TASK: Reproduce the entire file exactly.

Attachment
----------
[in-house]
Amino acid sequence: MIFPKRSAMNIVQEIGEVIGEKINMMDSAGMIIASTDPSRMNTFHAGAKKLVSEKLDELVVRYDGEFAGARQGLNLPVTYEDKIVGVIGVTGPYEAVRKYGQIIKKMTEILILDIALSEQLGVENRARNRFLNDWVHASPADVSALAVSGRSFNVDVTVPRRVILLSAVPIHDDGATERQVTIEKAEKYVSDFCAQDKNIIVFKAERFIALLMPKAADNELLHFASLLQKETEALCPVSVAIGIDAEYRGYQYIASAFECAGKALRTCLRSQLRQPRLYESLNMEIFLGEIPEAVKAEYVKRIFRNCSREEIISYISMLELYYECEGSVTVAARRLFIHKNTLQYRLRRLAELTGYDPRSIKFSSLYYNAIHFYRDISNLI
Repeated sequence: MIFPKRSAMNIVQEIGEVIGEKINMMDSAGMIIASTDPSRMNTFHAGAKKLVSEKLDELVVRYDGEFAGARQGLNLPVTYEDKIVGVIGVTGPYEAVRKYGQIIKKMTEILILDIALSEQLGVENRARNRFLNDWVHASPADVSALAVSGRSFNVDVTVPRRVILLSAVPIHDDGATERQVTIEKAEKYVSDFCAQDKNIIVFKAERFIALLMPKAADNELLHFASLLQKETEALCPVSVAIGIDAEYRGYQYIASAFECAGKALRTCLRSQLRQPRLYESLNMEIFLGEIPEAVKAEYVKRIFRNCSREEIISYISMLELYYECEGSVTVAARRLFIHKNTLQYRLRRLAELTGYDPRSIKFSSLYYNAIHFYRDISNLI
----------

[in-house]
Amino acid sequence: MIFPKRSAMNIVQEIGEVIGEKINMMDSAGMIIASTDPSRMNTFHAGAKKLVSEKLDELVVRYDGEFAGARQGLNLPVTYEDKIVGVIGVTGPYEAVRKYGQIIKKMTEILILDIALSEQLGVENRARNRFLNDWVHASPADVSALAVSGRSFNVDVTVPRRVILLSAVPIHDDGATERQVTIEKAEKYVSDFCAQDKNIIVFKAERFIALLMPKAADNELLHFASLLQKETEALCPVSVAIGIDAEYRGYQYIASAFECAGKALRTCLRSQLRQPRLYESLNMEIFLGEIPEAVKAEYVKRIFRNCSREEIISYISMLELYYECEGSVTVAARRLFIHKNTLQYRLRRLAELTGYDPRSIKFSSLYYNAIHFYRDISNLI
Repeated sequence: MIFPKRSAMNIVQEIGEVIGEKINMMDSAGMIIASTDPSRMNTFHAGAKKLVSEKLDELVVRYDGEFAGARQGLNLPVTYEDKIVGVIGVTGPYEAVRKYGQIIKKMTEILILDIALSEQLGVENRARNRFLNDWVHASPADVSALAVSGRSFNVDVTVPRRVILLSAVPIHDDGATERQVTIEKAEKYVSDFCAQDKNIIVFKAERFIALLMPKAADNELLHFASLLQKETEALCPVSVAIGIDAEYRGYQYIASAFECAGKALRTCLRSQLRQPRLYESLNMEIFLGEIPEAVKAEYVKRIFRNCSREEIISYISMLELYYECEGSVTVAARRLFIHKNTLQYRLRRLAELTGYDPRSIKFSSLYYNAIHFYRDISNLI